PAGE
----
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When it was released in 1994 Four Weddings and a Funeral quickly became a huge international success, pulling in the kind of audiences most British films only dream of. It's proof that sometimes the simplest ideas are the best: in terms of plot, the title pretty much says it all. Revolving around, well, four weddings and a funeral (though not in that order), the film follows Hugh Grant's confirmed bachelor Charles as he falls for visiting American Carrie (Andy McDowell), whom he keeps bumping into at the various functions. But with this most basic of premises, screenwriter Richard Curtis has crafted a moving and thoughtful comedy about the perils of singledom and that ever-elusive search for true love. In the wrong hands, it could have been a horribly schmaltzy affair, but Curtis' script--crammed with great one-liners and beautifully judged characterisations--keeps things sharp and snappy, harking back to the sparkling Hollywood romantic comedies of the 30s and 40s. The supporting cast, including Kristin Scott Thomas, Simon Callow and Rowan Atkinson (who starred in the Curtis-scripted television show Blackadder) is first rate, at times almost too good: John Hannah's rendition of WH Auden's poem "Funeral Blues" over the coffin of his lover is so moving you think the film will struggle to re-establish its ineffably buoyant mood. But it does, thanks in no small part to Hugh Grant as the bumbling Charles (whose star-making performance compensates for a less-than-dazzling Andie MacDowell). Though it's hardly the fault of Curtis and his team, the success of the Four Weddings did have its downside, triggering a rash of far inferior British romantic comedies. In fact, we had to wait until 1999's Notting Hill for another UK film to match its winning charm--scripted, yet again, by Curtis and starring Grant. --Edward Lawrenson  read more
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Four Weddings and a Funeral [DVD] [Region 2] (English audio)
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NOTICE: Polish Release, cover may contain Polish text/markings. The disk has English audio.  read more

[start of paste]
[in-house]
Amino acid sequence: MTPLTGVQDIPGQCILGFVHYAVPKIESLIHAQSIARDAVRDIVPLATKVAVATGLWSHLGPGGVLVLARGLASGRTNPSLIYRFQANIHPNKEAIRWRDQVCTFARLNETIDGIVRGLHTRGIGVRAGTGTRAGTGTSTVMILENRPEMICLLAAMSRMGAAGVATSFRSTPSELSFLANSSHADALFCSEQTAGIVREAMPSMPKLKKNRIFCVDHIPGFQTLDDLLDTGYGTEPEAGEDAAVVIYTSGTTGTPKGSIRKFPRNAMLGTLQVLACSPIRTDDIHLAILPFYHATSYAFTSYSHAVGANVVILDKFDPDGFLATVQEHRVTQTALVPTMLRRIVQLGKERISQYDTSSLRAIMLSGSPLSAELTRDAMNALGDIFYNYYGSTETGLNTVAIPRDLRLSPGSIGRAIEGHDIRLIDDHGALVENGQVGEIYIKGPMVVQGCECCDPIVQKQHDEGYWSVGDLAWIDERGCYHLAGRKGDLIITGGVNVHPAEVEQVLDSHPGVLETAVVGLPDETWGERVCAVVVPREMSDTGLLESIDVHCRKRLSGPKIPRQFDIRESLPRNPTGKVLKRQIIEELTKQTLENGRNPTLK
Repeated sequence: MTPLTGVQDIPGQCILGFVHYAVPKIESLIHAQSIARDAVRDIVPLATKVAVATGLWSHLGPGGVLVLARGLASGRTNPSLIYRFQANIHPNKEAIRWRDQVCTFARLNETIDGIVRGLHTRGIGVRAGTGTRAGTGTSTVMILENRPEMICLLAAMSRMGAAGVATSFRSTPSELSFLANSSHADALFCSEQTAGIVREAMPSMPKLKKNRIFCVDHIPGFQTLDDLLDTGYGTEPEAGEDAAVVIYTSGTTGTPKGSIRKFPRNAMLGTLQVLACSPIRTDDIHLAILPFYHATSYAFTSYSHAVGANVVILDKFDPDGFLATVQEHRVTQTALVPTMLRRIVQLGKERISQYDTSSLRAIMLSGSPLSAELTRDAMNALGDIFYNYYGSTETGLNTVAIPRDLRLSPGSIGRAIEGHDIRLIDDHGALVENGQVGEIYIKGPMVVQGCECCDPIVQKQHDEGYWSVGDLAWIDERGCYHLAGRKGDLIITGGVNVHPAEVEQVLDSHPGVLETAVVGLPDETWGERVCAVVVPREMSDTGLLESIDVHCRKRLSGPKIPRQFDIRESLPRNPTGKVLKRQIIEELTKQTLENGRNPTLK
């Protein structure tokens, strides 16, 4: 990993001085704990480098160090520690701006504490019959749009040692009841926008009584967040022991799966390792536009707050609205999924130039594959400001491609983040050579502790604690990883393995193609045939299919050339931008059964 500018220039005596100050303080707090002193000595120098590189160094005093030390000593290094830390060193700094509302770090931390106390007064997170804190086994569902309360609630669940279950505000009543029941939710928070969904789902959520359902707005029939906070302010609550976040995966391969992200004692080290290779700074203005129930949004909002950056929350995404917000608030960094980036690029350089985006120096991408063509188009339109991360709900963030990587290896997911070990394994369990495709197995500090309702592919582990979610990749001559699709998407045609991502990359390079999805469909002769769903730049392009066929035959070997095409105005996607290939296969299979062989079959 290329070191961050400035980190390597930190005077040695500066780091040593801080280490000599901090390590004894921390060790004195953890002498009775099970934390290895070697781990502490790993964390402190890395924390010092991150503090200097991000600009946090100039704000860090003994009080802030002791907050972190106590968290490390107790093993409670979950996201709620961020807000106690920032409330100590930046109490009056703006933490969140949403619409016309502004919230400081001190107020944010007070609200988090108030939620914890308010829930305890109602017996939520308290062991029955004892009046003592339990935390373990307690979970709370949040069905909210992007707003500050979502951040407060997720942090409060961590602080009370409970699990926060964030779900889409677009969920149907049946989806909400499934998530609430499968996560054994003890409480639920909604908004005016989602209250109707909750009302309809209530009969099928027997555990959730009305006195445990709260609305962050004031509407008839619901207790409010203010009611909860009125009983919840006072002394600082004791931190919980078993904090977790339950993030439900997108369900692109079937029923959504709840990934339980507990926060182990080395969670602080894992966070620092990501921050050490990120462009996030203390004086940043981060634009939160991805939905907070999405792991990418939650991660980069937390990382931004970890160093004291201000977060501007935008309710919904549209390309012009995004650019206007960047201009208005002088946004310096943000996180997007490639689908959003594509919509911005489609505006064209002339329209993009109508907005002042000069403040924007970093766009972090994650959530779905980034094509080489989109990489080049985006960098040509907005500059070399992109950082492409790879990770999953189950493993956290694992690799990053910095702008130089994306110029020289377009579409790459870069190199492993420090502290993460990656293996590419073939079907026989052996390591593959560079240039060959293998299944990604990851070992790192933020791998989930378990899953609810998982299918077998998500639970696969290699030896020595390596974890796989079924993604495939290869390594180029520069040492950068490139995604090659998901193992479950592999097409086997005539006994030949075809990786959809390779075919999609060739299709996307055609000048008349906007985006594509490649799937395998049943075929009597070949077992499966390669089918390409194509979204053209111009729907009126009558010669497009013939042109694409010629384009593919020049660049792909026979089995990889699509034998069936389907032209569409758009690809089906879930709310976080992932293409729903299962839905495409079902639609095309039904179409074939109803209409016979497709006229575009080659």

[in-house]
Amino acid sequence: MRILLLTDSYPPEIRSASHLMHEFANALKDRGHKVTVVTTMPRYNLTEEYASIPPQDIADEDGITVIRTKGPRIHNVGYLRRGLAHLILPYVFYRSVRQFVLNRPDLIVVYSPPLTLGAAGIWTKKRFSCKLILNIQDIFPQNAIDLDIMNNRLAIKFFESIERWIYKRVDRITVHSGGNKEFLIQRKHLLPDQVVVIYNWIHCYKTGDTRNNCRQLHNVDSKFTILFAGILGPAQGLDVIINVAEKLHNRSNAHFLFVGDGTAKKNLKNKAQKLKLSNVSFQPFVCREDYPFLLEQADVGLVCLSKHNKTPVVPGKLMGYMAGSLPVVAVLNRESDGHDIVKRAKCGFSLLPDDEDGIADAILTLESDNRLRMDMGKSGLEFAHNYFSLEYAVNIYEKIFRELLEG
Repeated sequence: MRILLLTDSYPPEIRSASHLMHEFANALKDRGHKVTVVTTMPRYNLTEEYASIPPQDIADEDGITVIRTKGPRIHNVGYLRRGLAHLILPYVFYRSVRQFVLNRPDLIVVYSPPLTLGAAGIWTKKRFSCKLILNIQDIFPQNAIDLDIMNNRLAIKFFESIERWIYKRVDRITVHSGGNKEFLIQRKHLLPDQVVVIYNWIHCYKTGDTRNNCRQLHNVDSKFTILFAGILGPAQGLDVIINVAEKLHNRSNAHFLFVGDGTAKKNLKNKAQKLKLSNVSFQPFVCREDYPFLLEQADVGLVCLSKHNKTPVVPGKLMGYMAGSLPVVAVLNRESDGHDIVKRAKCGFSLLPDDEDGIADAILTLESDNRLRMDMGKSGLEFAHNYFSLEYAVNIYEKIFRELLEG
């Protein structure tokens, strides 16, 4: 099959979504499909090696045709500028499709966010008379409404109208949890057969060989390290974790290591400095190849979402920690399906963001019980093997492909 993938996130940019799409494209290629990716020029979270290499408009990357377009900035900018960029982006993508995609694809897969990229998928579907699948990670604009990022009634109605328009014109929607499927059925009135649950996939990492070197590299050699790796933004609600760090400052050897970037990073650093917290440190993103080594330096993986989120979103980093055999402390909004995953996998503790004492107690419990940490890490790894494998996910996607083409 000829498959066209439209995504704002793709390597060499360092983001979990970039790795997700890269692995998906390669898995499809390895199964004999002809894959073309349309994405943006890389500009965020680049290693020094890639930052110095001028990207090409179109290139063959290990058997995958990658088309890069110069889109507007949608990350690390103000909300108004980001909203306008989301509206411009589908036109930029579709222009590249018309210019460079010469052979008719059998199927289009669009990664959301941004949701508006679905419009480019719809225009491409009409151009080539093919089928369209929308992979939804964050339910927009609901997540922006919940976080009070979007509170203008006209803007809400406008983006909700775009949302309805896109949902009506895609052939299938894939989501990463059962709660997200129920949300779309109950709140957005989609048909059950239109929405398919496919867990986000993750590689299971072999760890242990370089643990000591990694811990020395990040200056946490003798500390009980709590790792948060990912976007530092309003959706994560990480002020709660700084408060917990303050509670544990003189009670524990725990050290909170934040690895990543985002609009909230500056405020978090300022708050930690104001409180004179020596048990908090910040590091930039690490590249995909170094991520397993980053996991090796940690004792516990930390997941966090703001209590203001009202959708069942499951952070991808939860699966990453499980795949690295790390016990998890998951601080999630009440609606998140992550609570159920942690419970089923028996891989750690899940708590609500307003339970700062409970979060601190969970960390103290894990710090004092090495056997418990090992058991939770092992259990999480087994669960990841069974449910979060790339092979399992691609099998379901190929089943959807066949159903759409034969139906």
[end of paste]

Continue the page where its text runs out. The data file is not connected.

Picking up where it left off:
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Four Weddings and a Funeral (VIDEO CD) [DVD]
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When it was released in 1994 Four Weddings and a Funeral quickly became a huge international success, pulling in the kind of audiences most British films only dream of. It's proof that sometimes the simplest ideas are the best: in terms of plot, the title pretty much says it all. Revolving around, well, four weddings and a funeral (though not in that order), the film follows Hugh Grant's confirmed bachelor Charles as he falls for visiting American Carrie (Andy McDowell), whom he keeps bumping into at the various functions. But with this most basic of premises, screenwriter Richard Curtis has crafted a moving and thoughtful comedy about the perils of singledom and that ever-elusive search for true love. In the wrong hands, it could have been a horribly schmaltzy affair, but Curtis' script--crammed with great one-liners and beautifully judged characterisations--keeps things sharp and snappy, harking back to the sparkling Hollywood romantic comedies of the 30s and 40s. The supporting cast, including Kristin Scott Thomas, Simon Callow and Rowan Atkinson (who starred in the Curtis-scripted television show Blackadder) is first rate, at times almost too good: John Hannah's rendition of WH Auden's poem "Funeral Blues" over the coffin of his lover is so moving you think the film will struggle to re-establish its ineffably buoyant mood. But it does, thanks in no small part to Hugh Grant as the bumbling Charles (whose star-making performance compensates for a less-than-dazzling Andie MacDowell). Though it's hardly the fault of Curtis and his team, the success of the Four Weddings did have its downside, triggering a rash of far inferior British romantic comedies. In fact, we had to wait until 1999's Notting Hill for another UK film to match its winning charm--scripted, yet again, by Curtis and starring Grant. --Edward Lawrenson  read more
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Southern Gentleman (Four Funerals and a Wedding Book 3)